Growl Voice in Ethnic and Pop Styles

Ken-Ichi Sakakibara (1 2), Leonardo Fuks (3), Hiroshi Imagawa(4), Niro Tayama(5)

1NTTCommunication Science Laboratories, NTT Corporation, Japan

2Department of Otolaryngology, The University of Tokyo, Japan School of Music,

3Universidade Federal do Rio de Janeiro, Brazil

4Department of Speech Physiology, The University of Tokyo, Japan

5International Medical Center of Japan, Japan


Among the so-called extended vocal techniques, vocal growl is a rather common effect in some ethnic (e.g. the Xhosa people in South Africa) and pop styles (e.g. Jazz, Louis Armstrong-type) of music. Growl usually consists of simultaneous vibrations of the vocal folds and supraglottal structures of the larynx, either in harmonic or subharmonic co-oscillation.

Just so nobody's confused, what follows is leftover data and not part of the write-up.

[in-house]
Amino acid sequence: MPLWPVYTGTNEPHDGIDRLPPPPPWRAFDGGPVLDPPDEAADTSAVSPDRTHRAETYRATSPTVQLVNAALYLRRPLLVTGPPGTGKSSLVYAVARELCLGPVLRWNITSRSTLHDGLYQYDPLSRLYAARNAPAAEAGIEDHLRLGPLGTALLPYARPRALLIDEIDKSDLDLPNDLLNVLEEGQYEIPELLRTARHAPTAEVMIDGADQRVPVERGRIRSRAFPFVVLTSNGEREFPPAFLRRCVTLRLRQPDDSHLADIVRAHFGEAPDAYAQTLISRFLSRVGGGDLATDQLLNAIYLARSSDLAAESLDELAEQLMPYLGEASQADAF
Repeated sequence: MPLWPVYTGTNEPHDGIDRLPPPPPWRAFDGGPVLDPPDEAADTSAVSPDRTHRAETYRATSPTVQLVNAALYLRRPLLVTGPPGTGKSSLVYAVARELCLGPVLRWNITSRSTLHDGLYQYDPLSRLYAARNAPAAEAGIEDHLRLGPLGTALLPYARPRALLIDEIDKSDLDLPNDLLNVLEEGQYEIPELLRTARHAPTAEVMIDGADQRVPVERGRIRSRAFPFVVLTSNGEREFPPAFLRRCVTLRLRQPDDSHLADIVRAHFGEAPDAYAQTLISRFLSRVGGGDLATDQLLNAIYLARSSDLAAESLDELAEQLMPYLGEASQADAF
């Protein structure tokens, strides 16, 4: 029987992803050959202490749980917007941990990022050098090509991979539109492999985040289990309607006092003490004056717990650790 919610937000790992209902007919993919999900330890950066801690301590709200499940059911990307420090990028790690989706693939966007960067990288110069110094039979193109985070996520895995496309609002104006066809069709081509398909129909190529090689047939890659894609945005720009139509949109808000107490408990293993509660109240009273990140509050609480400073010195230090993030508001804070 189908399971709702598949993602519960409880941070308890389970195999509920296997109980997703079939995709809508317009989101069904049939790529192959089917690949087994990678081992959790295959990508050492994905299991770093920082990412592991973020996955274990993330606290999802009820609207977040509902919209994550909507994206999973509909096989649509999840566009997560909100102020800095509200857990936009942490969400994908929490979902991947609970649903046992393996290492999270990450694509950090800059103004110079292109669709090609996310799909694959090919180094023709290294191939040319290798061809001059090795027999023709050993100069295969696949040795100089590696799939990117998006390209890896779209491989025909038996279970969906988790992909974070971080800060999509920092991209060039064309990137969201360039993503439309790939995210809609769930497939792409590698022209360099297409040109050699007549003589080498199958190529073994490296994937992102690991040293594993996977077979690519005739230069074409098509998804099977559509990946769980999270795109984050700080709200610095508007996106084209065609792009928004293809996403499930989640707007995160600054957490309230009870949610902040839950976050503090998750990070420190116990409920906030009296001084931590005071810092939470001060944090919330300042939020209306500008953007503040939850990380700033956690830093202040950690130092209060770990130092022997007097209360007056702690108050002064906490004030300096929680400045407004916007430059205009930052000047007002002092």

This paper examines growl mechanism using videofluoroscopy and high-speed imaging, and its acousitcal characteristics by spectral analysis and model simulation. In growl, the larynx position is usually high and aryepiglottic folds vibrate. The aryepiglottic constriction is associated to a unique shape of the vocal tract, including the larynx tube, and characterizes growl.

Ken-ichi Sakakibara, Hiroshi Imagawa, Seiji Niimi: Vocal fold and false vocal fold vibrations in throat singing and synthesis of khoomei



Vocal fold and false vocal fold vibrations in throat singing and synthesis of khoomei
  • 2 Files
Vocal fold and false vocal fold vibrations in throat singing andsynthesis of kh¨omei
Ken-Ichi Sakakibara
, Hiroshi Imagawa
,Tomoko Konishi, Kazumasa Kondo,Emi Zuiki Murano
, Masanobu Kumada
, and Seiji Niimi
NTT Communication Science Laboratories,
The University of Tokyo,
National Rehabilitation Center for the Disabled,
International University of Health and Welfare